At the base of the ocean food web are single-celled algae and other plant-like organisms known as phytoplankton. Like plants on land, phytoplankton use chlorophyll and other light-harvesting pigments to carry out photosynthesis, absorbing atmospheric carbon dioxide to produce sugars for fuel. Chlorophyll in the water changes the way it reflects and absorbs sunlight, allowing scientists to map the amount and location of phytoplankton. These measurements give scientists valuable insights into the health of the ocean environment, and help scientists study the ocean carbon cycle. These monthly chlorophyll maps show milligrams of chlorophyll per cubic meter of seawater from July 2002 to the present, derived using data from the Moderate Resolution Imaging Spectroradiometer (MODIS) instrument onboard NASA’s Aqua satellite. Places where chlorophyll amounts were very low, indicating very low numbers of phytoplankton are blue. Places where chlorophyll concentrations were high, meaning many phytoplankton were growing, are yellow. Land is dark gray, and places where MODIS could not collect data because of sea ice, polar darkness, or clouds are light gray. The highest chlorophyll concentrations, where tiny surface-dwelling ocean plants are thriving, are in cold polar waters or in places where ocean currents bring cold water to the surface.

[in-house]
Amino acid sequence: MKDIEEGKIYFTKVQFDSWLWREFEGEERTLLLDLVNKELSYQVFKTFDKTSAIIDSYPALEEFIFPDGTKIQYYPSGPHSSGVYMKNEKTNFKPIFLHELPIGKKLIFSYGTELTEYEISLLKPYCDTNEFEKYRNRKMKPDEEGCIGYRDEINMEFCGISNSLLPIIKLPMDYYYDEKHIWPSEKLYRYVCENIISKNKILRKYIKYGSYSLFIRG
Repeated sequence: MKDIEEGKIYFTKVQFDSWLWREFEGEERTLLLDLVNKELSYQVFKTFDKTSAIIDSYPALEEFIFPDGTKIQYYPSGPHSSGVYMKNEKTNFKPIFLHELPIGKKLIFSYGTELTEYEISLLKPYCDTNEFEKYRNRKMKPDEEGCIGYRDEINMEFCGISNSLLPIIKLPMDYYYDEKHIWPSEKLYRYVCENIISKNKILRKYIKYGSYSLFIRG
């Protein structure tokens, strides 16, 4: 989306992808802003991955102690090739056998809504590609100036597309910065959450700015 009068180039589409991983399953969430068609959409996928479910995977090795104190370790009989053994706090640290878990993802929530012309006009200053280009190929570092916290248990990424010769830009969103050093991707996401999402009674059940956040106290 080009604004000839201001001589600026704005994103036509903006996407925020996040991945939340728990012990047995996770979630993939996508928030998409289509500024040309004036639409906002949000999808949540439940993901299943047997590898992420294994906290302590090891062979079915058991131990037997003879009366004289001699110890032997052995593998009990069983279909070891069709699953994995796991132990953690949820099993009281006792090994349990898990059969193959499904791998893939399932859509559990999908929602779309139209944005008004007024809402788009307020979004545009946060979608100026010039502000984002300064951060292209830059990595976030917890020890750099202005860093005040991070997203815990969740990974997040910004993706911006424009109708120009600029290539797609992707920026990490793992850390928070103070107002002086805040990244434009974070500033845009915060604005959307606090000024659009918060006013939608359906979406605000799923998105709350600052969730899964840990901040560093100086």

GCMD keywords can be found on the Internet with the following citation:
Olsen, L.M., G. Major, K. Shein, J. Scialdone, S. Ritz, T. Stevens, M. Morahan, A. Aleman, R. Vogel, S. Leicester, H. Weir, M. Meaux, S. Grebas, C.Solomon, M. Holland, T. Northcutt, R. A. Restrepo, R. Bilodeau, 2013. NASA/Global Change Master Directory (GCMD) Earth Science Keywords. Version 220.127.116.11.0